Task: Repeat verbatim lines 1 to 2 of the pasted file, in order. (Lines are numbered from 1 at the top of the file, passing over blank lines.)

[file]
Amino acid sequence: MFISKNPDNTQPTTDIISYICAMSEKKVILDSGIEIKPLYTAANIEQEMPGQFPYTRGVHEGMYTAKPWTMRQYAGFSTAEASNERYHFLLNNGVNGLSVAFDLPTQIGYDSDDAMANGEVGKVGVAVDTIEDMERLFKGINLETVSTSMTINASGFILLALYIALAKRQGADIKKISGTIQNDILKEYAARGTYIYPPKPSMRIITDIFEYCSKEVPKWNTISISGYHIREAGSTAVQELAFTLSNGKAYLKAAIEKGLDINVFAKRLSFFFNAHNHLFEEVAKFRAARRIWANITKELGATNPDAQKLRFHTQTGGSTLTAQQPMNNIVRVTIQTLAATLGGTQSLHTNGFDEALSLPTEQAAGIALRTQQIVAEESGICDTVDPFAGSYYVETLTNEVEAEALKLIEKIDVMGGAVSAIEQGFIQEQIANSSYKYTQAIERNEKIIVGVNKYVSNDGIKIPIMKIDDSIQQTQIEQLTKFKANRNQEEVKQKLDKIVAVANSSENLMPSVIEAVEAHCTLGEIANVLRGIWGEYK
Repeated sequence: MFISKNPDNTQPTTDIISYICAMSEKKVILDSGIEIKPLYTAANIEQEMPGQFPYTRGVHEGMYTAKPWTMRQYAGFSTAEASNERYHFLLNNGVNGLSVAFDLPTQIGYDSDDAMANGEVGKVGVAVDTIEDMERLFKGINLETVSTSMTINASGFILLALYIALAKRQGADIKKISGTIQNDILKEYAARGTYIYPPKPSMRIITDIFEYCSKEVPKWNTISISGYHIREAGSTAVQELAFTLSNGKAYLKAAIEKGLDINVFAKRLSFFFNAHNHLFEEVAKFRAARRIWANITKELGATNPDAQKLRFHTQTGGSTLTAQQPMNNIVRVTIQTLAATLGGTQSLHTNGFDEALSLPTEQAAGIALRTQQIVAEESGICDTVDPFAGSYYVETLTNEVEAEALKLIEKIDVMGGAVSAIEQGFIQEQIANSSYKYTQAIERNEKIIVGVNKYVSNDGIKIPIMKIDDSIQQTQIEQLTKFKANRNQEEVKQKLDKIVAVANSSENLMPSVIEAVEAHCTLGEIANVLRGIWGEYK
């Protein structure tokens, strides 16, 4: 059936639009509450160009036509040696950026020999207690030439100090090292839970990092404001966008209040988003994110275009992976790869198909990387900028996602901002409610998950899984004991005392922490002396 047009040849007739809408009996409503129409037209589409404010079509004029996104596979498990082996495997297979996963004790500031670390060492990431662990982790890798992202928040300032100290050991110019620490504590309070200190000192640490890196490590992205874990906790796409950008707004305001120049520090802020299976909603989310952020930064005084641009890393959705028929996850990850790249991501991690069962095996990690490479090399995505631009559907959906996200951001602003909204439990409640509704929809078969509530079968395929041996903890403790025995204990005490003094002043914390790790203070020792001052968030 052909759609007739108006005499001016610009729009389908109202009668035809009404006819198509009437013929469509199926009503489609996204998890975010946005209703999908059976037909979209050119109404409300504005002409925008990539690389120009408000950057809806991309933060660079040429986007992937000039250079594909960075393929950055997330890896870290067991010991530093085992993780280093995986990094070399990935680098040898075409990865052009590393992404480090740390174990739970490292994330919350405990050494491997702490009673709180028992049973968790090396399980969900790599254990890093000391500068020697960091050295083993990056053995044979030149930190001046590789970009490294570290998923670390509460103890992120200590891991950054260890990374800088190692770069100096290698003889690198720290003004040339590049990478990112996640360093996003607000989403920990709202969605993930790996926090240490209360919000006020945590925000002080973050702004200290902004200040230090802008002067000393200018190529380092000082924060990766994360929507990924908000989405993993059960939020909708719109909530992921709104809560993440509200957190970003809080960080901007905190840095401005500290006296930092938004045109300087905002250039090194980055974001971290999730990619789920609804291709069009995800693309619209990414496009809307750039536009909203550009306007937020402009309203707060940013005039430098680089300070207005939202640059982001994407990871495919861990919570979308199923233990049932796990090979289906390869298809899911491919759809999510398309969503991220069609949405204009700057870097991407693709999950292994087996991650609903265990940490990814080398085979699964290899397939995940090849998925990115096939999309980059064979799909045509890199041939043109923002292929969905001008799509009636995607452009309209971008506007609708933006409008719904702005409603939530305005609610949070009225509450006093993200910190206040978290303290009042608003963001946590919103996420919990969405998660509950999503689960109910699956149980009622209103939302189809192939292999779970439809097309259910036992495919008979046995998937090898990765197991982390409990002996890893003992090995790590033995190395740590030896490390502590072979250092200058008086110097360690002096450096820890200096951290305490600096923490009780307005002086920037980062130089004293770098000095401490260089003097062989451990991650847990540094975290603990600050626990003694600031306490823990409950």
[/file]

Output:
Amino acid sequence: MFISKNPDNTQPTTDIISYICAMSEKKVILDSGIEIKPLYTAANIEQEMPGQFPYTRGVHEGMYTAKPWTMRQYAGFSTAEASNERYHFLLNNGVNGLSVAFDLPTQIGYDSDDAMANGEVGKVGVAVDTIEDMERLFKGINLETVSTSMTINASGFILLALYIALAKRQGADIKKISGTIQNDILKEYAARGTYIYPPKPSMRIITDIFEYCSKEVPKWNTISISGYHIREAGSTAVQELAFTLSNGKAYLKAAIEKGLDINVFAKRLSFFFNAHNHLFEEVAKFRAARRIWANITKELGATNPDAQKLRFHTQTGGSTLTAQQPMNNIVRVTIQTLAATLGGTQSLHTNGFDEALSLPTEQAAGIALRTQQIVAEESGICDTVDPFAGSYYVETLTNEVEAEALKLIEKIDVMGGAVSAIEQGFIQEQIANSSYKYTQAIERNEKIIVGVNKYVSNDGIKIPIMKIDDSIQQTQIEQLTKFKANRNQEEVKQKLDKIVAVANSSENLMPSVIEAVEAHCTLGEIANVLRGIWGEYK
Repeated sequence: MFISKNPDNTQPTTDIISYICAMSEKKVILDSGIEIKPLYTAANIEQEMPGQFPYTRGVHEGMYTAKPWTMRQYAGFSTAEASNERYHFLLNNGVNGLSVAFDLPTQIGYDSDDAMANGEVGKVGVAVDTIEDMERLFKGINLETVSTSMTINASGFILLALYIALAKRQGADIKKISGTIQNDILKEYAARGTYIYPPKPSMRIITDIFEYCSKEVPKWNTISISGYHIREAGSTAVQELAFTLSNGKAYLKAAIEKGLDINVFAKRLSFFFNAHNHLFEEVAKFRAARRIWANITKELGATNPDAQKLRFHTQTGGSTLTAQQPMNNIVRVTIQTLAATLGGTQSLHTNGFDEALSLPTEQAAGIALRTQQIVAEESGICDTVDPFAGSYYVETLTNEVEAEALKLIEKIDVMGGAVSAIEQGFIQEQIANSSYKYTQAIERNEKIIVGVNKYVSNDGIKIPIMKIDDSIQQTQIEQLTKFKANRNQEEVKQKLDKIVAVANSSENLMPSVIEAVEAHCTLGEIANVLRGIWGEYK